So, what exactly is a ranch? Typically, it's a one- or 1 ½-story house with a flat or gently pitched roof, wide overhangs, big picture...

Share story

So, what exactly is a ranch?

Typically, it’s a one- or 1 ½-story house with a flat or gently pitched roof, wide overhangs, big picture windows and an attached garage (or sometimes a carport). The back might have sliding glass doors opening onto a patio. Decorative details are minimal.

The style has its roots in the Spanish colonial ranchos of the early 19th century — earth-bound adobe dwellings with deep overhangs to keep out the summer sun.

Other precursors include Frank Lloyd Wright’s broad, horizontal Prairie School houses and the simple, geometric forms of the modernist pioneer Mies van der Rohe and his followers.

The California architect Cliff May popularized the style in the 1930s with sun-filled, L- or U-shaped tract houses and with elegant custom versions that were celebrated in shelter magazines like House and Garden.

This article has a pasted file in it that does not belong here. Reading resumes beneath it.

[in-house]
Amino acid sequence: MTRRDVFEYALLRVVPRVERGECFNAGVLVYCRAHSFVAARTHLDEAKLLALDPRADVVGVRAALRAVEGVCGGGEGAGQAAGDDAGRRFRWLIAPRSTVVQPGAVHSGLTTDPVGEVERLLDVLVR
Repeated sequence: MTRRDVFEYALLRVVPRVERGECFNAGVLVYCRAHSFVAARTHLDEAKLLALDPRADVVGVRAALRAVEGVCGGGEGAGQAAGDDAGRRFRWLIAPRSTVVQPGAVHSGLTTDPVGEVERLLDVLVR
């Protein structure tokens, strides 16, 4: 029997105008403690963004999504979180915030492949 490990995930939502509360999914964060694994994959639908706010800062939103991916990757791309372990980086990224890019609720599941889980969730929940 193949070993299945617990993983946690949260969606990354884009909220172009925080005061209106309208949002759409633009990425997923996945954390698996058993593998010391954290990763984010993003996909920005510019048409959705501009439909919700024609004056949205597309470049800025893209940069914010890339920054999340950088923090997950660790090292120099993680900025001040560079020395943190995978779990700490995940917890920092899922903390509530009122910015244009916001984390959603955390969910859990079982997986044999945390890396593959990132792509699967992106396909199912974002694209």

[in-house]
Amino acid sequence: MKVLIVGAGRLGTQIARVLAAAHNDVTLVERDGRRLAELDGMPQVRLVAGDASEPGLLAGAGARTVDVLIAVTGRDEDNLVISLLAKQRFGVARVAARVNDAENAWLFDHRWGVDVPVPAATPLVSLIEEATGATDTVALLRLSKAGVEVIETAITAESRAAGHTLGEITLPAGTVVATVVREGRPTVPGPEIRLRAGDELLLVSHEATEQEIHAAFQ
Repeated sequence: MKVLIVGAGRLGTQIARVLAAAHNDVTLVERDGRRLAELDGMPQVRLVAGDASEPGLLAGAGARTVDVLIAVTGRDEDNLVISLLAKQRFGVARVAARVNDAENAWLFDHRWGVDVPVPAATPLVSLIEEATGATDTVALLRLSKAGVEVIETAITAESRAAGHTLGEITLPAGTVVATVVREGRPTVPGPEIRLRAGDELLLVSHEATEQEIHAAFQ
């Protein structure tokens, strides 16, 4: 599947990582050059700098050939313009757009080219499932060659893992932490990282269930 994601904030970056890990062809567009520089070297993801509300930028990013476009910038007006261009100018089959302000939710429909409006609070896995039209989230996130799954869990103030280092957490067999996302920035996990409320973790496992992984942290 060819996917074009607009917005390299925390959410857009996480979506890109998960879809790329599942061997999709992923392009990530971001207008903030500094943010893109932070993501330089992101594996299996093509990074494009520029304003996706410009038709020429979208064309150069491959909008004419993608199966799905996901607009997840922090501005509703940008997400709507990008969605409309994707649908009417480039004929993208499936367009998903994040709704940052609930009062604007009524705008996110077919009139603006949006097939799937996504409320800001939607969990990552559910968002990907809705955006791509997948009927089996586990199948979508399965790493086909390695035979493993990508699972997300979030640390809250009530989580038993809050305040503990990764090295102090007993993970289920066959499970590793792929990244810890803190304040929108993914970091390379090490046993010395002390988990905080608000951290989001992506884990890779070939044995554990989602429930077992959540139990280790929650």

Jim Draeger, an architectural historian with the Wisconsin Historical Society, traces the ranch’s golden age to the post-World War II housing boom and federally insured mortgage policies.

“You had 20 years of pent-up housing demand, the fact that these houses could be put up very quickly and the FHA’s influence on the aesthetics of subdivision design,” Draeger said, referring to the Federal Housing Administration.

“The FHA actually had an ‘adjustment for conformity,’ rating your home loan lower if the house wasn’t a ranch or a Cape Cod.”

Soon, it seemed that every young family was living in a ranch.